2016-04-11Zeitschriftenartikel DOI: 10.1515/jlt-2016-0001
Beobachtungen zu den Voraussetzungen des hypothetisch-deduktiven und des hypothetisch-induktiven Argumentierens im Rahmen einer hermeneutischen Konzeption der Textinterpretation
Sprach- und literaturwissenschaftliche Fakultät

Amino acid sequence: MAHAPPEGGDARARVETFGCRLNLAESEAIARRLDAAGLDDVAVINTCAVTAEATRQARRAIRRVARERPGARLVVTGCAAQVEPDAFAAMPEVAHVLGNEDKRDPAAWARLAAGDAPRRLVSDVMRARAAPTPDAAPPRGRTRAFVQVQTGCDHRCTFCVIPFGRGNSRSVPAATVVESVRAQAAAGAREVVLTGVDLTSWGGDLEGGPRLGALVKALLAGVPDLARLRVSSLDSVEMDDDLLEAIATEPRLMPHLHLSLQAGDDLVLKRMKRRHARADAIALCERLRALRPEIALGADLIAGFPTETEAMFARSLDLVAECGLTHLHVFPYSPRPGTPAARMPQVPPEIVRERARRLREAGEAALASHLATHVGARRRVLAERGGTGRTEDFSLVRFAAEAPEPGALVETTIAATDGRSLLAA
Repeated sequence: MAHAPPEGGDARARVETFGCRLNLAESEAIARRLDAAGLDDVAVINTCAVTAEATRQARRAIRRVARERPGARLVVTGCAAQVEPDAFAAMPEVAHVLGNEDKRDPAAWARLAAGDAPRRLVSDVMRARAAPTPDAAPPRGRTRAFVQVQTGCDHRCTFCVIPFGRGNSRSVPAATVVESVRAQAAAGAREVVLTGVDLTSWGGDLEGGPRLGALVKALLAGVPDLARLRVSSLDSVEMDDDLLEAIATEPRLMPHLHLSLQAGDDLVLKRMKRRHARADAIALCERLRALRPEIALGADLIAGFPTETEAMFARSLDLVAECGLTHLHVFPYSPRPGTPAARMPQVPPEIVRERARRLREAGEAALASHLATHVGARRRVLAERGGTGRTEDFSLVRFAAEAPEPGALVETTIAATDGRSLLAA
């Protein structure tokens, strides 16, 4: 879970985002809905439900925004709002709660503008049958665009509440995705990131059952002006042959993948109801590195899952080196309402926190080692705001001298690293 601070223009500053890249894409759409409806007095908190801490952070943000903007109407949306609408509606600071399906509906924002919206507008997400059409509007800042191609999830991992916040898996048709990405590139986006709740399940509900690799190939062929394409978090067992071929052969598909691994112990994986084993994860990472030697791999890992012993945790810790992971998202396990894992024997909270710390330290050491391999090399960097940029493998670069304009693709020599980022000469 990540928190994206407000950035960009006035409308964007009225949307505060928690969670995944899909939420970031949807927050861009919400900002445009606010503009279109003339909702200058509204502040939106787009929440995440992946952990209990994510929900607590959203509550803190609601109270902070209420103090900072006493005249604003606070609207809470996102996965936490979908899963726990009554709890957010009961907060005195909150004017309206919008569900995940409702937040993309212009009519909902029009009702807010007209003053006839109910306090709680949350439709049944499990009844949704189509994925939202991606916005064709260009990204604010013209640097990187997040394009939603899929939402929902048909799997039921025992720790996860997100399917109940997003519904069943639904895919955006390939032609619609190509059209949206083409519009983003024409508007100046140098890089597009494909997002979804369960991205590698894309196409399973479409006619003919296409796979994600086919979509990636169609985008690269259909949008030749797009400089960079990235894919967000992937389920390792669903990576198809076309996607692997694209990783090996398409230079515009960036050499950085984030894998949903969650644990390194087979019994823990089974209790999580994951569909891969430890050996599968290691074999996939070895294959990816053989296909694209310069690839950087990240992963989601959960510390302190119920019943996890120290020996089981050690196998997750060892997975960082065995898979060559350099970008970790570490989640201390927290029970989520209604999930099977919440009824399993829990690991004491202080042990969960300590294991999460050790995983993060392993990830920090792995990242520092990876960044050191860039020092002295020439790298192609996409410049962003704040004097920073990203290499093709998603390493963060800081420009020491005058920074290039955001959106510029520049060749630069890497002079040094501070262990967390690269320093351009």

The contribution clarifies from an epistemological and hermeneutical perspective some of the indispensable assumptions which are generally made during hypothetical deductive and hypothetical inductive inferences in text interpretations, but which are rarely reflected as such. The modes of inference of the natural sciences often serve as a model for, e. g., a ›hermeneutics of nature‹, even though these modes of inference cannot be directly compared to those of the humanities (1). In order to understand the conditions for making such a comparison, we consider the problem of interpretation conceived as the problem of the arbitrariness of interpretations. This problem, which has the three components of question, of evaluation, and of knowledge, can be solved by a concept of interpretation in which the arbitrariness is avoided or limited by a methodology of text interpretation (2). Meeting the general demands of a theory/methodology of interpretation requires us to explicitly specify the underlying concepts of meaning and interpretation (3). When interpretation is understood as relating a text to a context, the concept of meaning fixes a primary context for this text-context relation. The concept of interpretation associated to the concept of meaning distinguishes further contexts, possibly in a hierarchical order. Relations between different interpretations can then be analyzed as relations between the concepts of meaning and interpretation. Furthermore, disputes about the sense and relevance of questions can then be understood analytically as well as historically. We illustrate this with the example of the question whether Don Quixote was a Marrano. This will show that even with fixed concepts of meaning and interpretation no a priori criteria for the definitive closure of the interpretation of a work of literature can be given (4). Inferences of interpretation presuppose relations of meaning, by which we understand a relation between the signifier and the signified. For poetic texts the manifold dimensions of the differences between semantic, exemplifying, and analogical relations of meaning have to be taken into account, which may, with respect to a given text, be mutually in competition or in support. We illustrate this with the example of Hugo von Hofmannsthal’s Chandos letter. Exemplifications and analogies often enlarge the spectrum of meaning of poetic texts (5). Among the requirements of text interpretations we also count general background assumptions. In addition to heuristic assumptions there are presumptions. While hypothetical assumptions do not have to be justified a priori and while assertions do require proof, for a presumption the burden of proof lies with the critic. The status of a presumption is determined by the epistemic situation in which the interpretation is carried out (6). When the validity of two hypotheses of interpretation is to be compared, the hypotheses have to be evaluated. The evaluation of the plausibility of an interpretation can refer to either the initial hypotheses or the results of the interpretation. We observe that, just like in the natural sciences, evaluative decisions are underdetermined. In this context we also briefly comment on some assumptions concerning the ›inference to the best explanation‹ (7). Finally, we deal with the often raised suspicion of circularity of hermeneutic arguments. This suspicion is frequently declared to be the central difference between inferences in the natural sciences as opposed to inferences in the humanities. Historically, the hermeneutic circle and its inevitability is an invention of modernity. It can be shown systematically that not every circular inference needs to be vicious. Rather, whether it is vicious or not is rather determined by the epistemic situation. As long as the implicit knowledge that guides an argument is not fully explored, the circular or non-circular character of an argument cannot be judged (8).
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